A couple of days ago, I pointed out that the IAAF is trying to add a rule that specifically prohibits certain prosthetics. I was not really sure how I felt about the rule, but I have since made up my mind. In the comments, Ima disagreed with the rule and had this to say:

Let me get this straight, the persons commenting and you Blaine, seem to believe there is an advantage to being disabled or having mechanical limbs replacing original equipment?

Perhaps a mile in their shoes would help you to understand the discomfort they may be feeling on a day to day basis. Perhaps understanding that they will never again be considered whole in many peoples minds.

The last time I checked competition was designed to test yourself against others, regardless of their limitations.

I would suggest perhaps concerning yourselves with your own preparations and less about their “advantages”.

Next thing you know there will be restrictions for those who have had joint replacements! “No fair, he has a metal hip!”

Trying to decide on how I would respond to this comment has cemented in my mind that the specific devices named should in fact be banned.

Now, I fully recognize that being an amputee is not a disability that I would care for. A broken ankle and running injuries such as stress fractures and tendonitis don’t even come close to letting me see what it is like to be an amputee. I do know what it is like to be blind, and to not have the use of my eyes. In the end, though, walking a mile in their shoes is not really that important and has no bearing on the situation. When I have gone blind during a race, I should not have been allowed to cut the course; I just had to make do with what I had left to myself.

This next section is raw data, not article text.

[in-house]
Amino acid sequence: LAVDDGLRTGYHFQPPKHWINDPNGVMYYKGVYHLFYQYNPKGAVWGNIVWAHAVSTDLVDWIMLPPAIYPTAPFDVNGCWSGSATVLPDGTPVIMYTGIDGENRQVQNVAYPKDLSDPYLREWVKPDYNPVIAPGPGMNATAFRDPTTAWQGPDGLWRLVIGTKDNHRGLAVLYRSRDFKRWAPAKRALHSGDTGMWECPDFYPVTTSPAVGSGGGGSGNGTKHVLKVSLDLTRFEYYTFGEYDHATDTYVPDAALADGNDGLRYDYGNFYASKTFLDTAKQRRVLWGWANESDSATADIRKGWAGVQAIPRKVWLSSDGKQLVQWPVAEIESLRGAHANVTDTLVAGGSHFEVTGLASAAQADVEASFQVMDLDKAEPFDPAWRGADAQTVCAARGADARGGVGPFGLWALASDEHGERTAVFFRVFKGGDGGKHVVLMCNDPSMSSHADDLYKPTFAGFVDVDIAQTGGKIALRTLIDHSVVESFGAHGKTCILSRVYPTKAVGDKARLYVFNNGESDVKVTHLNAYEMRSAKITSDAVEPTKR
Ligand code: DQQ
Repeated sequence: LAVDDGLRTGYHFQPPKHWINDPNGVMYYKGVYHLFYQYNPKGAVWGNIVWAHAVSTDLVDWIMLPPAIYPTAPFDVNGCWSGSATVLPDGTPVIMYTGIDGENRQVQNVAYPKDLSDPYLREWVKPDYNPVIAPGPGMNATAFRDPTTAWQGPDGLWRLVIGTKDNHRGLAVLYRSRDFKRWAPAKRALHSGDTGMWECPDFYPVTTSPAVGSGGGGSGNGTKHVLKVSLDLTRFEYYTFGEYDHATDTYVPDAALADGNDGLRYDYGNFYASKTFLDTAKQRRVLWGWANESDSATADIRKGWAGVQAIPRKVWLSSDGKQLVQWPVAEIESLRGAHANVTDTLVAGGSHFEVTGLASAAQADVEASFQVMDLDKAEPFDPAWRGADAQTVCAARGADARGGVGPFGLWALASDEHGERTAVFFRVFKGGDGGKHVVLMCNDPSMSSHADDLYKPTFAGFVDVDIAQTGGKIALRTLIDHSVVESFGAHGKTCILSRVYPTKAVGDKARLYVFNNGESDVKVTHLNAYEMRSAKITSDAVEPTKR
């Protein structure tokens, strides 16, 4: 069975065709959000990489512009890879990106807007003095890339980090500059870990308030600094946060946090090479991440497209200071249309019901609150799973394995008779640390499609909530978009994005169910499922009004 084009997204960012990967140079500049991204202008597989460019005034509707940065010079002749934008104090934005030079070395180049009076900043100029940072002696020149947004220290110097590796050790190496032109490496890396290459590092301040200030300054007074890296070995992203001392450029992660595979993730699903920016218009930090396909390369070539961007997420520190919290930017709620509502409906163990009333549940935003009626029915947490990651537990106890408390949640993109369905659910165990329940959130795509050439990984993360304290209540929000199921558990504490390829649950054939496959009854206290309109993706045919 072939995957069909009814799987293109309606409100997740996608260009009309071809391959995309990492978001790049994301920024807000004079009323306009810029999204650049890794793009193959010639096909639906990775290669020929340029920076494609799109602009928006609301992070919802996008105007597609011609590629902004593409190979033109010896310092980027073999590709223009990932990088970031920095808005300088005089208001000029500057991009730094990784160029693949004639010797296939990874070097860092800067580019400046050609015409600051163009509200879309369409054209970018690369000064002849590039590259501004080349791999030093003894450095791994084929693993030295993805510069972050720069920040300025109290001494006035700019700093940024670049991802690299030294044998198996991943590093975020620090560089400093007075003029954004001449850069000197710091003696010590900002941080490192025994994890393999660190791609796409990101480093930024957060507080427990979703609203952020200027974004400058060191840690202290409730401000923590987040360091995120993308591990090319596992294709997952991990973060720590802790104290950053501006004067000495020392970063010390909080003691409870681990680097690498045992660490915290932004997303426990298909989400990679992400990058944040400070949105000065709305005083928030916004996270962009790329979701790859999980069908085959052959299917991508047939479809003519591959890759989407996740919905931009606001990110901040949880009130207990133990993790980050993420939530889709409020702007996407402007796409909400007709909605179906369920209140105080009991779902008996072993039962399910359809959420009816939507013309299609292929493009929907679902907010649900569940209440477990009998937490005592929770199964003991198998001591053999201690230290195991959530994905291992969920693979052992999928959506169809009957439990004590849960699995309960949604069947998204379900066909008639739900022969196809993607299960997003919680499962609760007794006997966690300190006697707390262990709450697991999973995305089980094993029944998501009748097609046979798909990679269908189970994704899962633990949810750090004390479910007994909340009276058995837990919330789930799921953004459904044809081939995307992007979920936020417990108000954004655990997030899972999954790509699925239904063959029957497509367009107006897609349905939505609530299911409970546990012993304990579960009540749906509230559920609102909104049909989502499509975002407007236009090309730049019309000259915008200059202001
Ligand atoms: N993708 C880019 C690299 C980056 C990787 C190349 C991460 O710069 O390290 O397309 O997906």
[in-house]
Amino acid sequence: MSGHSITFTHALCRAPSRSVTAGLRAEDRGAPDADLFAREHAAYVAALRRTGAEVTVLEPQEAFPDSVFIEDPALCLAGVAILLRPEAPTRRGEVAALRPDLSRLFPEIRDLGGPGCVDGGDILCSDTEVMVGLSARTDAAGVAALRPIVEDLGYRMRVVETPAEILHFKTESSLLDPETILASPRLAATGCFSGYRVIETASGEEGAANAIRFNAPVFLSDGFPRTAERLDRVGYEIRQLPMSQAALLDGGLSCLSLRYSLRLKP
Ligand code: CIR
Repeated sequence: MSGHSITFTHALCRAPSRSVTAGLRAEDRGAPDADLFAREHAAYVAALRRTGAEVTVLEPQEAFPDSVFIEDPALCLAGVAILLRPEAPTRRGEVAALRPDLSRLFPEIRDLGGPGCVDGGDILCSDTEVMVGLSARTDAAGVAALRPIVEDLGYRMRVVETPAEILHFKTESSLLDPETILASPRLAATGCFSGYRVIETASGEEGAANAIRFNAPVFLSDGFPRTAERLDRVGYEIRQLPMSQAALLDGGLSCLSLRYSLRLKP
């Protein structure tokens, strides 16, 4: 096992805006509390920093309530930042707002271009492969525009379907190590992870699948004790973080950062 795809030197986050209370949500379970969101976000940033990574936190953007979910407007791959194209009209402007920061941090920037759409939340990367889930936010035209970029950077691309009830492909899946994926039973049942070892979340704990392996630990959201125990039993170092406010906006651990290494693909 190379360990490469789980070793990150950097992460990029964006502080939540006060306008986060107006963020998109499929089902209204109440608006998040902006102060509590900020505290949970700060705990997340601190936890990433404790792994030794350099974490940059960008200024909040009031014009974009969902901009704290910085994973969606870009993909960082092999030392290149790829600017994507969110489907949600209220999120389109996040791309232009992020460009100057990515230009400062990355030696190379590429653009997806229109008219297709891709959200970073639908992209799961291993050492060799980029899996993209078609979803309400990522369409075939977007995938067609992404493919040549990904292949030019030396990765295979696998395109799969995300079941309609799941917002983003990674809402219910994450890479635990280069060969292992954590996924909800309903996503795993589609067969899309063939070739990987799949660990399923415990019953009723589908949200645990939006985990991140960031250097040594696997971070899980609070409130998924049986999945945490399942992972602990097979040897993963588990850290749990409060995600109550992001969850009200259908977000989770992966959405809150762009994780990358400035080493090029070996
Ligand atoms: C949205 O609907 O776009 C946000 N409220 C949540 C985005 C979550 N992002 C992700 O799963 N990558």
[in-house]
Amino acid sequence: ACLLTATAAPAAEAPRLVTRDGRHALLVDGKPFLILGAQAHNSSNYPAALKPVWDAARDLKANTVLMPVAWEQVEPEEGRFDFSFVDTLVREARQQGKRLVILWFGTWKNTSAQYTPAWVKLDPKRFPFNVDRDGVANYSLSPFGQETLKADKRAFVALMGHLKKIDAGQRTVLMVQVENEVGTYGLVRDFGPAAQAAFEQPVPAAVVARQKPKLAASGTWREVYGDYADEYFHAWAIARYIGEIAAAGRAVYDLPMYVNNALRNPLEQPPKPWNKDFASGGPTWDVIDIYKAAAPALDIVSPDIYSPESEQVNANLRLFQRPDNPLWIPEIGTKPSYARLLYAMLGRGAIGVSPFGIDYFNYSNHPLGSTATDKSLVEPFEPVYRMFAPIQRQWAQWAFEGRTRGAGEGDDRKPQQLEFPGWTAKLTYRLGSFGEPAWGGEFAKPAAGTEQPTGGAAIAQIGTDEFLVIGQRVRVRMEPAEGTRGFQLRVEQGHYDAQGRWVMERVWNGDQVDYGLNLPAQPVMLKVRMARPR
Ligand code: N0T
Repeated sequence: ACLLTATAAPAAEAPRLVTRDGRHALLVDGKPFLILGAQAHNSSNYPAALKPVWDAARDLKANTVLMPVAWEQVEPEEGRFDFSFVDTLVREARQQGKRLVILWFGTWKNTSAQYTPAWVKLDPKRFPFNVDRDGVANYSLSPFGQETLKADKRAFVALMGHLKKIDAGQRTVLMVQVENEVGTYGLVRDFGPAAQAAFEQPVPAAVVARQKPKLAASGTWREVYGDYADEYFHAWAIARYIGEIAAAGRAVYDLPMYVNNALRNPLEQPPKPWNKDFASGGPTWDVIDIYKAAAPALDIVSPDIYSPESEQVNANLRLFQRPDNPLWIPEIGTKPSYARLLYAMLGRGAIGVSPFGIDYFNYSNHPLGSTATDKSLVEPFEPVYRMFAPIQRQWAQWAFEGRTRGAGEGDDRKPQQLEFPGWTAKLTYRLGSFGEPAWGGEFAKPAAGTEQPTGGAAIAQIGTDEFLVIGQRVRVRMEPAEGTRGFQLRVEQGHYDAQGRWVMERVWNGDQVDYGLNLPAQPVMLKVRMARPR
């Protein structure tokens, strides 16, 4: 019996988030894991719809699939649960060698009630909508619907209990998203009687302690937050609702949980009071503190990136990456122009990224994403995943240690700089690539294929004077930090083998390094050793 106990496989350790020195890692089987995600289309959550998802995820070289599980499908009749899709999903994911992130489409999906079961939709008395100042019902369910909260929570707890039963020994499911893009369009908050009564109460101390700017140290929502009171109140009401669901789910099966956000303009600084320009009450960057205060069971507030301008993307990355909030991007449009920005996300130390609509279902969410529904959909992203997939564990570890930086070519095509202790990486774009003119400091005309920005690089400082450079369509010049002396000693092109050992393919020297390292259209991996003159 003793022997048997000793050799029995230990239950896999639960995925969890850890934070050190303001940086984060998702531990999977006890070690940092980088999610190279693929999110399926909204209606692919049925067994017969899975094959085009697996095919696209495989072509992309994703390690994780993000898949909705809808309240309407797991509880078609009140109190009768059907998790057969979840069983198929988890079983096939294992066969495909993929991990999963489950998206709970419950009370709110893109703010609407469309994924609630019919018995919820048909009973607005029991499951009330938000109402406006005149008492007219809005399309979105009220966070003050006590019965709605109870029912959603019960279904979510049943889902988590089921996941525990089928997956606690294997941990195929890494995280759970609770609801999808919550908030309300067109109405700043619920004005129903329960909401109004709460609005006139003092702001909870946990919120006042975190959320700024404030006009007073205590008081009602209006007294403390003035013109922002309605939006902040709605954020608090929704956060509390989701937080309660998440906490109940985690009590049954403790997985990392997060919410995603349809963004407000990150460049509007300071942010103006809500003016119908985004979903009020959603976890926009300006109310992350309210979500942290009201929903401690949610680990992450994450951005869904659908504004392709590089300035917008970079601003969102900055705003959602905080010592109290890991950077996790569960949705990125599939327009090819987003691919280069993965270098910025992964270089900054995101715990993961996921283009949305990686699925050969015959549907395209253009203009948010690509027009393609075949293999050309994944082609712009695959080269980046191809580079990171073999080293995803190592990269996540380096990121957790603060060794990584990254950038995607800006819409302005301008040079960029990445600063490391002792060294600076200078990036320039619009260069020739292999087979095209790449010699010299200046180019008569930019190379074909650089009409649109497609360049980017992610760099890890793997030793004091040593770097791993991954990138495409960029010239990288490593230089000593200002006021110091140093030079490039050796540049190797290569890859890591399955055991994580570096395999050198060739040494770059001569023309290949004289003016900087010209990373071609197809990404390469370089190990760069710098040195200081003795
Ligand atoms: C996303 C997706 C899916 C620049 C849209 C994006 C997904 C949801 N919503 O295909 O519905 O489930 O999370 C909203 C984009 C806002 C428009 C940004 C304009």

Anybody that reads this site on a regular basis knows my thoughts about performance enhancing drugs. If I argue against allowing somebody who uses steroids being allowed to compete, then how I can argue for somebody wearing a prosthetic that gives them an advantage?

When I run a road race, I sometimes race against folks in wheelchairs and hand-cycles. Most wheelchair and hancycle athletes can beat me quite handily. Their race times are not mixed in with folks who run the race. If somebody incorporates prosthetics or even just shoes that have wheels or springs and that can allow them to traverse a given distance faster than they could without the device, how is that any different other than through a matter of degree?

What a disabled athlete feels on a day to day basis does not change what advantages or disadvantages that they might have on a specific day at a specific time in a specific competition. Competition is designed to test yourself against others regardless of limitations, but it is not designed to give some athletes an artificial advantage over others. Age group categories, weight class categories, and even equipment categories are designed to provide a level playing field.

Concerning myself with my own preparations is always my primary focus, but I fail to see anything wrong with discussing a proposed change in rules for international competition. This is a subject that people should feel divided over, and it is not something that can be easily decided. I am not one to bury my head in the sand and not pay attention to what is happening in my sport. I fully respect Ima’s opinion, and I can certainly see the validity of that opinion. However, at this point I think that I have to disagree.